3/12/2008 12:25 PM
Los Angeles, CA - March 12, 2008... Unquestionably one of country music‘s most successful artists, Garth Brooks--in conjunction with AEG (the owners of Staples Center), presented a live televised concert on the CBS network this past January 25th to benefit F.I.R.E. (Fire Intervention Relief Effort) in California and the many victims of last fall‘s Southern California wildfires. AEG Ehrlich Ventures, LLC--the show‘s producers-- contracted MTV Networks‘ Remote Unit 8 audio truck to handle music mixing responsibilities for the broadcast event, and at the heart of the truck‘s mixing facilities resides not one, but two Lawo mc²66 digital audio consoles.
Greg Lankford, the EIC (Engineer in Charge) on MTVN‘s remote audio truck reports that in addition to closely checking all the equipment, connections, etc. to minimize the possibility of any on-air issues, other challenges arose due to a shortened rehearsal schedule. The concert, which was broadcast in HD (high definition) and 5.1 surround sound and included guest performances by Huey Lewis and Trisha Yearwood, required several last minute mix changes which were not envisioned, as Lankford explained.
“Doing these shows in 5.1 surround adds a level of complexity,” said Lankford, “and with this particular project, we didn‘t get to hear Trisha Yearwood at all during the rehearsal. She performed a duet with Garth and the first time we heard her sing was during the live performance. We had to make several last minute modifications to the mix, and the mc²66 is an excellent console for this sort of situation because it‘s very easy to navigate the console‘s surface and get to things quickly. Besides the great sound of the mc²66 this is one of its best attributes.”
For the Garth Brooks broadcast, MTVN Remote Unit 8 served as the music mixing truck. MTVN staff Engineer Stan “Quack” Dacus handled the music mixing chores--taking all the band‘s inputs from the stage via redundant fiber optic connections, mixing the signals, and then delivering the music to the production truck, which incorporates the cameras and the Dolby encoders for processing the final product prior to delivery to CBS. In the production truck, audio engineer Mike Abbot handled the production audio mix. As part of his responsibilities, Abbot added the audience reaction mics into the final mix to incorporate audience response.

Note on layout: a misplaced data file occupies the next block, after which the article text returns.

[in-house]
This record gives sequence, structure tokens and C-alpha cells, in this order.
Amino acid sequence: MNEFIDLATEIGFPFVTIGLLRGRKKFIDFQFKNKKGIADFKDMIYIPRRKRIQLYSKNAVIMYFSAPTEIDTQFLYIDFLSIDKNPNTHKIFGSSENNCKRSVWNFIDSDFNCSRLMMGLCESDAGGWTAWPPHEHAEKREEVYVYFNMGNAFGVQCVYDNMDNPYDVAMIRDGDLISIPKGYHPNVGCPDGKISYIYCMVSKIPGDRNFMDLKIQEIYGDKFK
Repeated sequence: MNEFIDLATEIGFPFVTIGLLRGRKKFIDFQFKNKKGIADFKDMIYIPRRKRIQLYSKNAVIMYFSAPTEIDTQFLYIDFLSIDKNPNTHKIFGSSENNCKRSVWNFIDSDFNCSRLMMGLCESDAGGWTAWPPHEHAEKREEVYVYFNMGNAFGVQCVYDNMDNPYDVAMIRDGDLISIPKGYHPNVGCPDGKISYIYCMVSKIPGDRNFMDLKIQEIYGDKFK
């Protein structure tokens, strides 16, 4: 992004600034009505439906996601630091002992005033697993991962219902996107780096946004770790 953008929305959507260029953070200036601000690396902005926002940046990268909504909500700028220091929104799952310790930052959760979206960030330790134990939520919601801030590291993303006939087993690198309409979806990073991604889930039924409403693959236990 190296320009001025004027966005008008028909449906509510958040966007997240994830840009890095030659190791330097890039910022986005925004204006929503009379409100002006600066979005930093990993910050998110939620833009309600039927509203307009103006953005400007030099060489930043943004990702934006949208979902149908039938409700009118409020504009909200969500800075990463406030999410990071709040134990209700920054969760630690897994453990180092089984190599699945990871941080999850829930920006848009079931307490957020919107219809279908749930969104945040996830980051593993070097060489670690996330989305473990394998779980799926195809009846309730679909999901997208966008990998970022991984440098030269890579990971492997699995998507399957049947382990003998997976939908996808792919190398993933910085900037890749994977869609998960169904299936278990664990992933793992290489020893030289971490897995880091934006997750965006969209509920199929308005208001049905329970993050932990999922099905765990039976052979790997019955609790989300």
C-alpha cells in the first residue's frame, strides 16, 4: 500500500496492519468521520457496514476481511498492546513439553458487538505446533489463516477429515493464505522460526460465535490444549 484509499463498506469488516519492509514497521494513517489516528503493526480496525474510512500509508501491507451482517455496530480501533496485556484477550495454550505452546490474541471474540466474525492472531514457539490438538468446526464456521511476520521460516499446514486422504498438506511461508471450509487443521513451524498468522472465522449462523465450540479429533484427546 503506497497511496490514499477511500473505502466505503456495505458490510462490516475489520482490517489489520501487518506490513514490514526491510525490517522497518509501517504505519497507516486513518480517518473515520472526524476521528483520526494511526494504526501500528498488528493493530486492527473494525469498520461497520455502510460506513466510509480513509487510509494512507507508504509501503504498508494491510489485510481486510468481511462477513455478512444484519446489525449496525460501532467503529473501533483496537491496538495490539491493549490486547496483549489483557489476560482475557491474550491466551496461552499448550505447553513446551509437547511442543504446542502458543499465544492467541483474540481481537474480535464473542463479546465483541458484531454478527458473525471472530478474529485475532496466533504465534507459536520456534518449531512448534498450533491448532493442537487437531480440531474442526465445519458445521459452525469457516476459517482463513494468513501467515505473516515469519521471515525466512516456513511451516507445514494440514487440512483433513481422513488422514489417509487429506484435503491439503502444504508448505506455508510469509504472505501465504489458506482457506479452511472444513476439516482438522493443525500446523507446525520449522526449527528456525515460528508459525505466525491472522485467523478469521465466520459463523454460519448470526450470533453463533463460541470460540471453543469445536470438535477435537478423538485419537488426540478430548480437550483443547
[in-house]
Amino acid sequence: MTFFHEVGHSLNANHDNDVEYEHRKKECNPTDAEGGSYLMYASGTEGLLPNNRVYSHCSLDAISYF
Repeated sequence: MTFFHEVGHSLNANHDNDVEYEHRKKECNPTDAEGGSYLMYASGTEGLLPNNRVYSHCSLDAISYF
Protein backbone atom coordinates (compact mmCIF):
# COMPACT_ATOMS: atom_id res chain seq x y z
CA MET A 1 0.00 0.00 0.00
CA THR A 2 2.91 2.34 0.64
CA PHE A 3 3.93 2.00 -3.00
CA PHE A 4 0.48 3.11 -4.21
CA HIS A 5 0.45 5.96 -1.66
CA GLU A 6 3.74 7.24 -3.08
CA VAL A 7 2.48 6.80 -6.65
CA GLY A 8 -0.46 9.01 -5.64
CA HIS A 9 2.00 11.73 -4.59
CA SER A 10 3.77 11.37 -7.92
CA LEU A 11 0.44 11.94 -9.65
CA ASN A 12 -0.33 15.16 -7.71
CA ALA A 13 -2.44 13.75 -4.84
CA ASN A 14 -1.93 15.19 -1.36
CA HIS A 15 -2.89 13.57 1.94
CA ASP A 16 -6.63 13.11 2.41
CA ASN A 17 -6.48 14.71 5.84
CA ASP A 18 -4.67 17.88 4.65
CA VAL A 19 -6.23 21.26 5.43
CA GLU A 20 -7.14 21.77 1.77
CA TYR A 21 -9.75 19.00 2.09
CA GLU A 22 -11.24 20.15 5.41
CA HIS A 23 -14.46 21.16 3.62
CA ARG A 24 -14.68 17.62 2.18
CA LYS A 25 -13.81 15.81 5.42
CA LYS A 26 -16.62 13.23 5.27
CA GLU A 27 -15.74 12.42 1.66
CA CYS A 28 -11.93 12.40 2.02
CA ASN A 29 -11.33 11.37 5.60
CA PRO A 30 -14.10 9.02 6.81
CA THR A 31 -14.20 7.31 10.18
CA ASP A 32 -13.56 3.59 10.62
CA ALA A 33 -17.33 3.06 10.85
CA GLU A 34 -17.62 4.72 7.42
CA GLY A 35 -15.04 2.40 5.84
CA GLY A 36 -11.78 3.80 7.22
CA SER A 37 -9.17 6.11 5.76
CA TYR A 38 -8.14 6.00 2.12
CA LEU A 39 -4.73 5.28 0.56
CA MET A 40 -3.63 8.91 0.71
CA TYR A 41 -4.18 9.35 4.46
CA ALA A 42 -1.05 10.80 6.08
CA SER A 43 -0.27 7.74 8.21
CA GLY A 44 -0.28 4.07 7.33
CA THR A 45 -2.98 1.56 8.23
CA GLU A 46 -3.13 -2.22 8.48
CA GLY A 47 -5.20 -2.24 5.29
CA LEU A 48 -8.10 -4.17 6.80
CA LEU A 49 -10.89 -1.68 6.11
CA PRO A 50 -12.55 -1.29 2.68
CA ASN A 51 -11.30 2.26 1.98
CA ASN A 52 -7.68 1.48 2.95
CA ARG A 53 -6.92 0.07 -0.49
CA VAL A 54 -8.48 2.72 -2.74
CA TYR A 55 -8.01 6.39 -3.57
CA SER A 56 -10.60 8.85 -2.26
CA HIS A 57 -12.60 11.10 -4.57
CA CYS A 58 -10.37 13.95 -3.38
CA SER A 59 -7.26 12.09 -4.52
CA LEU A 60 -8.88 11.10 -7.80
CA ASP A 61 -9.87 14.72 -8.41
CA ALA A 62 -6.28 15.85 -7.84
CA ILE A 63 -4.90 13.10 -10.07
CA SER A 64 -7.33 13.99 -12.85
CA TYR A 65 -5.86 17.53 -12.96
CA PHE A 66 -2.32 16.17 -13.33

For this type of project, Lankford reports that the Lawo mc²66 is the perfect console. “We always track this type of event in Pro Tools so that we can play back the music tracks in the band‘s absence (after a rehearsal, for example) and fine-tune our settings. One of the many things that we love about the mc²66 is that we have the console configured where we have a global A-B switch on the inputs. Our main Pro Tools system is normalled into the monitor returns on the A side, and we have the backup Pro Tools system normalled into the B inputs. Each system was running almost 80 tracks. If for some reason, we encountered a problem with the main Pro Tools system, we could instantly switch to the backup system.”
Lankford continued, “Another feature of the mc²66 that was really influential for us is that it has a send/return function on the monitor channel, so that with the touch of a single button, you can globally switch all of the monitors to the send position that takes its signals right before it goes to Pro Tools. If you prefer, you can globally switch it to return, at which point, the console is listening through Pro Tools. So for sound checks and rehearsals, we always listen through Pro Tools to ensure that all of our routing is right and that we‘re tracking everything correctly. Obviously, for a live show, we always switch to the send side, so that in the rare event Pro Tools encountered a problem, it wouldn‘t create an issue on air. Redundancy, redundancy, redundancy--that‘s very important in live TV and the Lawo is unsurpassed in my opinion.”